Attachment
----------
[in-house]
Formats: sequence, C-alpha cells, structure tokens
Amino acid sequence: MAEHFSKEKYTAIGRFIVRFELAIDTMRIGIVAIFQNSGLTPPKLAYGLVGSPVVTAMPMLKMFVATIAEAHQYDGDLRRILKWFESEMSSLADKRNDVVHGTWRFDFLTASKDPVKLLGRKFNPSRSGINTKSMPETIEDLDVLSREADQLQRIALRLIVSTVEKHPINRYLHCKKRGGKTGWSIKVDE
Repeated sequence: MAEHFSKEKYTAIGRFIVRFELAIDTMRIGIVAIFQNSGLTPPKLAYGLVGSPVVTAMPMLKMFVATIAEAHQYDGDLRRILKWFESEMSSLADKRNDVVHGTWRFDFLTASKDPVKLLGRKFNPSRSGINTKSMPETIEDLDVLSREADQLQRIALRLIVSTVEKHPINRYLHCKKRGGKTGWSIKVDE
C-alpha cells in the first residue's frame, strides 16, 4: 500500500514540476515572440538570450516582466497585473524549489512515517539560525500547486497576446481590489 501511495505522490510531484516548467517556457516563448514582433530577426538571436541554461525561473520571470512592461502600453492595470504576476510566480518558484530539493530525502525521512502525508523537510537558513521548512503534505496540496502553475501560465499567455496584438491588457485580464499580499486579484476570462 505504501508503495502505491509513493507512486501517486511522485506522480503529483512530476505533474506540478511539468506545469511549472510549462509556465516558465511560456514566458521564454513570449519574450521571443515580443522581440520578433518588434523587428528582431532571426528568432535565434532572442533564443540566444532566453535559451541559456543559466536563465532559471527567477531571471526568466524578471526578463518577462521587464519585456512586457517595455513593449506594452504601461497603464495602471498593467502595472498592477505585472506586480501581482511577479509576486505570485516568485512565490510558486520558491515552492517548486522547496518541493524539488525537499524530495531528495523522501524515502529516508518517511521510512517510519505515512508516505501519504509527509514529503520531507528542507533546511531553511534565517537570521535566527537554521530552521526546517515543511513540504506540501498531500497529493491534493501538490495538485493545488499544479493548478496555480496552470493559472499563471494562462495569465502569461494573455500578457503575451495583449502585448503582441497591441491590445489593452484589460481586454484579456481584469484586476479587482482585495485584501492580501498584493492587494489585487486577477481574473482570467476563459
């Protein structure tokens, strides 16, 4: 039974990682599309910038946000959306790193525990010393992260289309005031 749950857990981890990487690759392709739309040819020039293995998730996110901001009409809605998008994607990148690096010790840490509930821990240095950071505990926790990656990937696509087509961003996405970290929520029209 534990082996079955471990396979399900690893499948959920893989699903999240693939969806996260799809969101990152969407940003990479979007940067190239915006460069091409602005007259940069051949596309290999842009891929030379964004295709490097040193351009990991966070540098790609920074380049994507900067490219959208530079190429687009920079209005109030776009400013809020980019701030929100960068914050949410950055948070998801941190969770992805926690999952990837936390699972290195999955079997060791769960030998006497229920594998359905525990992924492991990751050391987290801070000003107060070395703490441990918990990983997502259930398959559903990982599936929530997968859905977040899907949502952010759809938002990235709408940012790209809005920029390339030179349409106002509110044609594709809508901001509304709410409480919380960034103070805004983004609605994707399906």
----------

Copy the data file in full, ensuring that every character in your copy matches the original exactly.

[in-house]
Formats: sequence, C-alpha cells, structure tokens
Amino acid sequence: MAEHFSKEKYTAIGRFIVRFELAIDTMRIGIVAIFQNSGLTPPKLAYGLVGSPVVTAMPMLKMFVATIAEAHQYDGDLRRILKWFESEMSSLADKRNDVVHGTWRFDFLTASKDPVKLLGRKFNPSRSGINTKSMPETIEDLDVLSREADQLQRIALRLIVSTVEKHPINRYLHCKKRGGKTGWSIKVDE
Repeated sequence: MAEHFSKEKYTAIGRFIVRFELAIDTMRIGIVAIFQNSGLTPPKLAYGLVGSPVVTAMPMLKMFVATIAEAHQYDGDLRRILKWFESEMSSLADKRNDVVHGTWRFDFLTASKDPVKLLGRKFNPSRSGINTKSMPETIEDLDVLSREADQLQRIALRLIVSTVEKHPINRYLHCKKRGGKTGWSIKVDE
C-alpha cells in the first residue's frame, strides 16, 4: 500500500514540476515572440538570450516582466497585473524549489512515517539560525500547486497576446481590489 501511495505522490510531484516548467517556457516563448514582433530577426538571436541554461525561473520571470512592461502600453492595470504576476510566480518558484530539493530525502525521512502525508523537510537558513521548512503534505496540496502553475501560465499567455496584438491588457485580464499580499486579484476570462 505504501508503495502505491509513493507512486501517486511522485506522480503529483512530476505533474506540478511539468506545469511549472510549462509556465516558465511560456514566458521564454513570449519574450521571443515580443522581440520578433518588434523587428528582431532571426528568432535565434532572442533564443540566444532566453535559451541559456543559466536563465532559471527567477531571471526568466524578471526578463518577462521587464519585456512586457517595455513593449506594452504601461497603464495602471498593467502595472498592477505585472506586480501581482511577479509576486505570485516568485512565490510558486520558491515552492517548486522547496518541493524539488525537499524530495531528495523522501524515502529516508518517511521510512517510519505515512508516505501519504509527509514529503520531507528542507533546511531553511534565517537570521535566527537554521530552521526546517515543511513540504506540501498531500497529493491534493501538490495538485493545488499544479493548478496555480496552470493559472499563471494562462495569465502569461494573455500578457503575451495583449502585448503582441497591441491590445489593452484589460481586454484579456481584469484586476479587482482585495485584501492580501498584493492587494489585487486577477481574473482570467476563459
């Protein structure tokens, strides 16, 4: 039974990682599309910038946000959306790193525990010393992260289309005031 749950857990981890990487690759392709739309040819020039293995998730996110901001009409809605998008994607990148690096010790840490509930821990240095950071505990926790990656990937696509087509961003996405970290929520029209 534990082996079955471990396979399900690893499948959920893989699903999240693939969806996260799809969101990152969407940003990479979007940067190239915006460069091409602005007259940069051949596309290999842009891929030379964004295709490097040193351009990991966070540098790609920074380049994507900067490219959208530079190429687009920079209005109030776009400013809020980019701030929100960068914050949410950055948070998801941190969770992805926690999952990837936390699972290195999955079997060791769960030998006497229920594998359905525990992924492991990751050391987290801070000003107060070395703490441990918990990983997502259930398959559903990982599936929530997968859905977040899907949502952010759809938002990235709408940012790209809005920029390339030179349409106002509110044609594709809508901001509304709410409480919380960034103070805004983004609605994707399906």